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Why the Romneycare Digs Shouldn’t Be a Priority

By Amanda Marcotte
Monday, July 9, 2012 9:26 EDT
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Mitt Romney in Arizona (Christopher Halloran / Shutterstock.com)
 
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Steve Kornacki’s piece at Salon today on two of Romney’s biggest weaknesses lays out some of the common wisdom that’s forming around Mitt Romney. One, which I think is indisputable, is that Romney’s position as an unthinking member of the 1% is going to hurt him. Voters aren’t just that interested in someone who has lived in a bubble of absolute luxury his whole life, the kind of guy who owns a car elevator, for fuck’s sake. At least not one who backs that image up by pushing conservative policies that are aimed primarily at stripping away the social safety net on the grounds that America can’t afford it. This country has people who can afford car elevators. We can afford to not let innocent people die from lack of decent health care.

But the other bit of common wisdom that’s shaping up is one I’m more skeptical of: That Romneycare will hurt Romney, because it opens him up to charges of flip-flopping.

Will the circumstances of Romney’s early July flip-flop end up mattering in November? Probably not. But the episode underscored how uncomfortable healthcare can be for Romney if he’s pressed on it – as he probably will be by Obama when they debate this fall. John Kerry’s experience running against George W. Bush comes to mind here. For all of the criticisms Kerry leveled against Bush over his conduct of the Iraq war, Bush was always able to point out that Kerry himself had voted for the war. In the same way, anytime Romney rails against the ACA, Obama will be able to reply, “Gee, Mitt, where do you think I got the idea?”

My problem with this narrative is that a winning campaign strategy has to either motivate your voting base or convince swing voters (preferably both, which the Romney-is-out-of-touch will do). But digs about Romneycare probably won’t do either. It may even de-motivate the base, because it suggests Romney is more moderate than he actually is, leading some liberals to figure it doesn’t matter that much if they vote this time around.

As for the swing voters, well, the problem is understanding the dig requires two steps. You first have to understand that Romney passed basically the same bill as Obama, and then you have to understand that he’s going back on it. My feeling about swing voters is they have to be handled like you would a kindergarten class; anything too complex, and they’re going to go running off into a field of butterflies, or drop to the floor and start picking their nose. One-step appeals work best, especially if they don’t involve complex legislation that stimulates the “Ugh, I don’t care, it’s too hard” thinking that causes one to be the kind of person that’s undecided the day before an election.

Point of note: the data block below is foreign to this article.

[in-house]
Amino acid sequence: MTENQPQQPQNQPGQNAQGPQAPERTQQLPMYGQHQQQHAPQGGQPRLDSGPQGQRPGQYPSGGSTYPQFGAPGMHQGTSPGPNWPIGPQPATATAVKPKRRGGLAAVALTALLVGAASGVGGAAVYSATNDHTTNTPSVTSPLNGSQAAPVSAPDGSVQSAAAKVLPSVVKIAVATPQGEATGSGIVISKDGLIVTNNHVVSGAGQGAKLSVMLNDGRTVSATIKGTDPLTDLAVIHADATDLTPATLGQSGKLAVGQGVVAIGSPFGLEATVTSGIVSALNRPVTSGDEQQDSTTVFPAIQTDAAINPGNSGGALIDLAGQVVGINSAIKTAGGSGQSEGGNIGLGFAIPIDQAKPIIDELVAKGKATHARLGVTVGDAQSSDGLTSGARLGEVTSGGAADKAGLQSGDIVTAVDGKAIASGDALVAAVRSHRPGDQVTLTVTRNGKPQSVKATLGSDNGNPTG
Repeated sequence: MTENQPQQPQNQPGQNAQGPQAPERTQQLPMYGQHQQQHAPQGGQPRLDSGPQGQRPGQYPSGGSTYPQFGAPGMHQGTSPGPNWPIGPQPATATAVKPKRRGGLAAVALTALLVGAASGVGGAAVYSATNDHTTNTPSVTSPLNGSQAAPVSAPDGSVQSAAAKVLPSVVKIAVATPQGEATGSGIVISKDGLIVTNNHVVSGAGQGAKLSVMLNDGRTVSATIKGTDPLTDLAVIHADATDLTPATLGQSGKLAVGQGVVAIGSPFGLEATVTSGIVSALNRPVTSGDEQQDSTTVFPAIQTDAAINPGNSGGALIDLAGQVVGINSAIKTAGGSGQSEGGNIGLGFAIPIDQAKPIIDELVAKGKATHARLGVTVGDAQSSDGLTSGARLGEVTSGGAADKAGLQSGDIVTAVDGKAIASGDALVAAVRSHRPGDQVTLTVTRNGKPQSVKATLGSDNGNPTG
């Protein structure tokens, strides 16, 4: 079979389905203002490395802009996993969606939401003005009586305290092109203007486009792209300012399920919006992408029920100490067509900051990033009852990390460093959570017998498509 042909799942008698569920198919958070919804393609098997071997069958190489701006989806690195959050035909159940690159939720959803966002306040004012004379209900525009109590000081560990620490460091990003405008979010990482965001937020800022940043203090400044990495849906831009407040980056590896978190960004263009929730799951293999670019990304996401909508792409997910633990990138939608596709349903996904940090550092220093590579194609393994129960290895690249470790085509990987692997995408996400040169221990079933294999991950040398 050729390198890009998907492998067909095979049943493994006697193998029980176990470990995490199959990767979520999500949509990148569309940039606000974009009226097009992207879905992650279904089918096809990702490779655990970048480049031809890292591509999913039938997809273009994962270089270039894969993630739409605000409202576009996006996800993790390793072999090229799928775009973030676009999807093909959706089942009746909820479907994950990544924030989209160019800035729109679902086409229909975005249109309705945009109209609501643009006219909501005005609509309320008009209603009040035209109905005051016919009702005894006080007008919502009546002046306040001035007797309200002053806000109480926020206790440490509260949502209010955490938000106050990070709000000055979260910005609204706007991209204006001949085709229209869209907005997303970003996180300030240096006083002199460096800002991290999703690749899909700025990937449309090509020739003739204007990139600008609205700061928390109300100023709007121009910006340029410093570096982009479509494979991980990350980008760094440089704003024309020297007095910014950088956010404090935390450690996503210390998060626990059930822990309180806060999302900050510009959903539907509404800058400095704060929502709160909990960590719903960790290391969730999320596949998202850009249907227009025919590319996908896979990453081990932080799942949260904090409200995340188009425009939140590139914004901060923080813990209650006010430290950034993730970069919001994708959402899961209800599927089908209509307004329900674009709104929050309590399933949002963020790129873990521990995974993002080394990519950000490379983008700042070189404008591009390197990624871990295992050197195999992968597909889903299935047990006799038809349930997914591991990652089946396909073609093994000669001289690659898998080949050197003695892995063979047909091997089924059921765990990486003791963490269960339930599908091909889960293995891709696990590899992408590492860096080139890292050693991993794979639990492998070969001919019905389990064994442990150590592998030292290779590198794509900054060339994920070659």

The notion that Kerry lost in ’04 because of the term “flip-flopper” is one of those bits of common wisdom that don’t really mesh well with history. Bush won what had been a tight election through a series of ads and political attacks that focused on the idea that Kerry was a weakling who would allow the country to be taken over by terrorists. Insofar as the “flip-flopper” term had any value, it’s because it supported this narrative by painting Kerry as the kind of guy who vacillates in the face of terrorism, as opposed to Bush, who was painted as a take-no-prisoners-style cowboy. The public’s attitudes about the war in Iraq were only just starting to go sour, and they were easily snatched back into the fold with some old-fashioned fear-mongering. Flinging “flip-flopper” at Romney just makes him seem like a guy who’s more amendable to liberal ideas, which in turn supports the image he’s trying to create, as a moderate.

Not that I think there’s no value to it. In a debate, Obama will be served well to smile indulgently, point out the history, and push Romney into a rebuttal where he stammers or acts the fool. This will win over swing voters not because they bothered to grasp the complex narrative here, but because it makes Obama look like a winner. But as a part of the overall campaign strategy, I don’t see it as a good priority.

Amanda Marcotte
Amanda Marcotte
Amanda Marcotte is a freelance journalist born and bred in Texas, but now living in the writer reserve of Brooklyn. She focuses on feminism, national politics, and pop culture, with the order shifting depending on her mood and the state of the nation.
 
 
 
 
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